This bill cleans up elements of AB 403 (Stone, Chapter 773, Statutes of 2015) which implements the Continuum of Care Reform (CCR) effort to reduce the reliance on long-term congregate foster care placements; establishes Intensive Services Foster Care for children with high needs, creates an option to license respite caregivers, and defines outcome requirements for Foster Family Agencies; makes various changes to the Resource Family Approval process, including the means to transfer a resource family approval, remove a resource family from inactive status and makes changes to the appeal process for a denied application.
Chapter 732, Statutes of 2017
- AB 604 (Gipson) – Nonminor dependents: extended foster care benefits
Existing law permits a victim of human trafficking to petition the court to vacate his or her convictions and arrests. This bill ensures that California’s most vulnerable minor and non-minor youth, who are human trafficking victims previously in foster care and were arrested, are able to petition a court for entry into extended foster care.
Chapter 707, Statutes of 2017
- AB 766 (Friedman) – Foster youth: students of the California State University and California Community Colleges.
This measure provides educational housing support for foster youth attending college who are still minors. Additionally, it prohibits Aid to Families with Dependent Children- Foster Care (AFDC-FC) payments paid directly to the minor dependent from being considered by California State University (CSU) and California Community Colleges (CCC) when determining financial aid eligibility.
Chapter 710, Statutes of 2017
- AB 1006 (Maienschein) – Foster youth
This bill requires that DSS provides adoptive families with written information about the importance of working with mental health providers, and a description of desirable clinical expertise for which the family should look when selecting a mental health provider. This bill also defines “specialized permanency services” as services designed for and with the child to address a history of trauma, separation, and loss, and to assist children with achieving permanent placement or supportive transition to adulthood through reunification adoption, or legal guardianship; and includes these services in the existing range of service-funded activities offered by child welfare services.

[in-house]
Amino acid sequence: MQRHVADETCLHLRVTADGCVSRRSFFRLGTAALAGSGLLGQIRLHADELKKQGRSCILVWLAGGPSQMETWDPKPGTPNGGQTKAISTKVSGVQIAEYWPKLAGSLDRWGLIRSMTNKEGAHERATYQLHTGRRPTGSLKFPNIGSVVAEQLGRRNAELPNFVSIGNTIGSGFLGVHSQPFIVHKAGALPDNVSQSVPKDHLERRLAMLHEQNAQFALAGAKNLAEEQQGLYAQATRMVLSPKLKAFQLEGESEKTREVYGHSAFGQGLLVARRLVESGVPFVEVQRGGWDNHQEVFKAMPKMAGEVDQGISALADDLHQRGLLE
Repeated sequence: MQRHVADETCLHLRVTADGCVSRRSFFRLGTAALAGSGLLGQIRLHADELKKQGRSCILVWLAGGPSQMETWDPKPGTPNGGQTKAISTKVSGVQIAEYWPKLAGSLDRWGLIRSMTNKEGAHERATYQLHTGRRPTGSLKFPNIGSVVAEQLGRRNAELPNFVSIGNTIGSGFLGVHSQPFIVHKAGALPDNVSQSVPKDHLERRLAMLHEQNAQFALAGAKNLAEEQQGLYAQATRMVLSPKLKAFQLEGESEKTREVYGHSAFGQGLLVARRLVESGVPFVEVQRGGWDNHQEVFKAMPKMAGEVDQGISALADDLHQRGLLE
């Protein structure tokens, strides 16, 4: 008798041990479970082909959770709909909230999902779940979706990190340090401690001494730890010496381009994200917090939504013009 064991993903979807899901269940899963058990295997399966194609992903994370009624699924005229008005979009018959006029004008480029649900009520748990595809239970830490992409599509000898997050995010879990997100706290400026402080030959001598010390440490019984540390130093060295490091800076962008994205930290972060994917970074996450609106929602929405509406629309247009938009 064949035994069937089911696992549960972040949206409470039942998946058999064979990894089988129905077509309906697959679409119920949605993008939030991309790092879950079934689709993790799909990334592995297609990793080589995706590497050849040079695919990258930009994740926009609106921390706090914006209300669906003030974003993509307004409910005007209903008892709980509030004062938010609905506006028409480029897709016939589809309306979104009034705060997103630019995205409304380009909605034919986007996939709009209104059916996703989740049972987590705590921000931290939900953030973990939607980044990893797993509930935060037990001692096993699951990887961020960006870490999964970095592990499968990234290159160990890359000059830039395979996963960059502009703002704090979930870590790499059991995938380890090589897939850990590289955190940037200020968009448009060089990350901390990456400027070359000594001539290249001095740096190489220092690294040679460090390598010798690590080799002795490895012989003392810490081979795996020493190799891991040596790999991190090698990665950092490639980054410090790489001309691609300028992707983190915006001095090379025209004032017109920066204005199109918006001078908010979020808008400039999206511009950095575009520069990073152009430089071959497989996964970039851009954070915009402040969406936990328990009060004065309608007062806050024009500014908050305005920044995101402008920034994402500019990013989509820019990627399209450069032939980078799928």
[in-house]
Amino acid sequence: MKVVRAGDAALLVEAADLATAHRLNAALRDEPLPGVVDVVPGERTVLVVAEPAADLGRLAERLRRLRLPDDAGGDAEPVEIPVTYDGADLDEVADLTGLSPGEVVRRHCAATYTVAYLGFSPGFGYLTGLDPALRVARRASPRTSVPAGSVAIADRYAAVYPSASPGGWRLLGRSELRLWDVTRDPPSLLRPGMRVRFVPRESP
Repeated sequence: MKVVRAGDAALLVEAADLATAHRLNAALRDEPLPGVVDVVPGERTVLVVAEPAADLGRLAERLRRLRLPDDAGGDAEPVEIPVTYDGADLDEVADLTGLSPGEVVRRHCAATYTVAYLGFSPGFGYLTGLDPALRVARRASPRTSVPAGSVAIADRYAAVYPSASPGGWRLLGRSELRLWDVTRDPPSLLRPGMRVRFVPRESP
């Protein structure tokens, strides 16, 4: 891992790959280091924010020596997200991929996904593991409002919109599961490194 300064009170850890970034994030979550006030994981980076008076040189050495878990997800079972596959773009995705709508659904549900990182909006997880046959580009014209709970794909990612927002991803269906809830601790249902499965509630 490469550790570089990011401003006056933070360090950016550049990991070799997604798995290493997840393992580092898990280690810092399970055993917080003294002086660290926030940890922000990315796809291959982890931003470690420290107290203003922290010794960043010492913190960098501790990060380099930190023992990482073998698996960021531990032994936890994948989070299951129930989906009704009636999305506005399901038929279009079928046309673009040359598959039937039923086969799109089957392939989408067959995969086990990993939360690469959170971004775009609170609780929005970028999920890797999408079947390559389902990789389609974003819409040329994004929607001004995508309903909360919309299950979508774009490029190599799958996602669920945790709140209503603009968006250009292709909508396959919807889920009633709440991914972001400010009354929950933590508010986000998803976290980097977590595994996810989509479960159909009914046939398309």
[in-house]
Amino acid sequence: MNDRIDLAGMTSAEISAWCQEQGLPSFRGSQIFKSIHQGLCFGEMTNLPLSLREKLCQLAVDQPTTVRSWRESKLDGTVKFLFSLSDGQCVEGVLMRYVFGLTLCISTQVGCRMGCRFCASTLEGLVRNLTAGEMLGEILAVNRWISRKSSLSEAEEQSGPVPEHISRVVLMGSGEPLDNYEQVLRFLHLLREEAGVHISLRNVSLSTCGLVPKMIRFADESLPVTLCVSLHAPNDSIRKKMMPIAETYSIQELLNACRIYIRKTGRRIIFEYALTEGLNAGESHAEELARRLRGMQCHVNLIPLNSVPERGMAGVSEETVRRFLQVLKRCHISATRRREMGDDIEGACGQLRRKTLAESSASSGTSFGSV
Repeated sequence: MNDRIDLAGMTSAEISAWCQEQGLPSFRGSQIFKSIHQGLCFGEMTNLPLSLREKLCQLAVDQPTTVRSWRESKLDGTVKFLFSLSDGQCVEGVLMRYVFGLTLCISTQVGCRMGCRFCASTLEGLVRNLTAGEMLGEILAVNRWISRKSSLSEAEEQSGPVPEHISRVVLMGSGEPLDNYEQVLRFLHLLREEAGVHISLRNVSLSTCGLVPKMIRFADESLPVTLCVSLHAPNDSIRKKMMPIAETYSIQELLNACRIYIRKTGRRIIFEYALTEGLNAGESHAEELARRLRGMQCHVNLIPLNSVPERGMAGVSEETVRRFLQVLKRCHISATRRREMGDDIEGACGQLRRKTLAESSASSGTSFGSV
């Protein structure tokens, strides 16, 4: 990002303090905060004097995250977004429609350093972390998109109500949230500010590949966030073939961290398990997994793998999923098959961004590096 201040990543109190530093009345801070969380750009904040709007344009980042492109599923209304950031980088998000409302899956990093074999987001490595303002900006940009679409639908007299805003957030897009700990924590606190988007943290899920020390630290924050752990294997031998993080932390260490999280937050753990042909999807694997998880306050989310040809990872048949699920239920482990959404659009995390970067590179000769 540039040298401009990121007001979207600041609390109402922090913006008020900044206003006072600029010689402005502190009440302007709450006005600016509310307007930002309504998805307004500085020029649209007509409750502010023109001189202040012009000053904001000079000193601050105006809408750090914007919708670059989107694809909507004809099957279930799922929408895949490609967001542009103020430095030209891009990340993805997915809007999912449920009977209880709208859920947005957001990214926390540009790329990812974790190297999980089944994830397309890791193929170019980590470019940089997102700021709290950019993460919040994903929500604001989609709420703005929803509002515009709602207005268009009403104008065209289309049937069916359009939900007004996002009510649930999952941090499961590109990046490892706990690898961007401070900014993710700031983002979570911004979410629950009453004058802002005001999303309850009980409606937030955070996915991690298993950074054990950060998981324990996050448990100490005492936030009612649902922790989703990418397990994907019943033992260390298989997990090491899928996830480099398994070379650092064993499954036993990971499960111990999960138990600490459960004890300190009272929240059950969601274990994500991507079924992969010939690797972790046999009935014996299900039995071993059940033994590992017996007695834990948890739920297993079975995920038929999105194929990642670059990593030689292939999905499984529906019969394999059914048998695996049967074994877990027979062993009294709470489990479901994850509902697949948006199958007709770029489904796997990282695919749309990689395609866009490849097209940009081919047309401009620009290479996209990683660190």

Chapter 714. Statutes of 2017
- AB 1567 (Holden) – Public postsecondary education: California State University: California Community Colleges: foster youth: Higher Education Outreach and Assistance Act for Foster Youth
This measure requires DSS and county welfare departments to share relevant information regarding foster youth at a CSU and the CCC, and requires each campus to communicate eligibility for financial aid and campus supports with applicants and enrolled students who are current or former foster youth.
Chapter 763, Statutes of 2017
- SB 233 (Beall) – Foster children: records
This bill clarifies access to education records for caregivers of foster children who are not the child’s education rights holder. This bill would ensure that foster children receive the educational supports they need through the appropriate sharing of information and coordination of educational services between LEAs, Child Welfare Agencies, education rights holders, and caregivers.
Chapter 829, Statutes of 2017
- SB 332 (Stern) – Voter registration: foster youth
This bill requires DSS to provide voter registration information on certain documents and websites used by foster youth and non-minor dependents. Also allows a county social worker to provide voter registration forms to children ages 16 and over or non-minor dependents. Before this bill was signed, there was no systematic requirement for foster youth ages 16-18 to be provided with voter registration information.
Chapter 161, Statutes of 2017
- SB 612 (Mitchell) – Foster care: transitional housing
Existing law establishes a variety of housing options for foster youth and non-minor dependents, including a home certified by a foster family, a Transitional Housing Placement-Plus Foster Care provider. This bill alters the Transitional Housing program guidelines for former and current foster youth by permitting adults to supervise youth without living onsite with them, and to allow non-minor dependents to live independently in an apartment or home.
Chapter 731, Statutes of 2017
- AB 699 (O’Donnell) – Educational equity: immigration and citizenship status
This bill prohibits school officials and employees of a school district, county office of education, or charter school, except as required by state or federal law, from collecting information or documents regarding citizenship or immigration status of pupils or their family members. Also requires the superintendent of a school district or county office of education and the principal of a charter school to report to the governing board of the LEA in a timely manner any requests for information or access to a school-site by an officer or employee of a law enforcement agency for the purpose of enforcing the immigration laws in a manner that ensure the confidentiality and privacy of any potentially identifying information.
Chapter 493, Statutes of 2017
- SB 54 (De León) – Law enforcement: sharing data
Prohibits California law enforcement agencies, including school police and security, from using agency or department resources or personnel to investigate, interrogate, detain, detect, or arrest persons for immigration enforcement purposes. Requires the AG, by October 1, 2018, to publish model policies limiting assistance with immigration enforcement to the fullest extent possible consistent with federal and state law at specified locations, including public schools. The bill also requires those specified locations, including public schools, to implement this model policy, or an equivalent policy.
Chapter 495, Statutes of 2017
- SB 257 (Lara) – School admissions: pupil residency: pupils of departed parents: residents of adjoining state or foreign country: school district reimbursement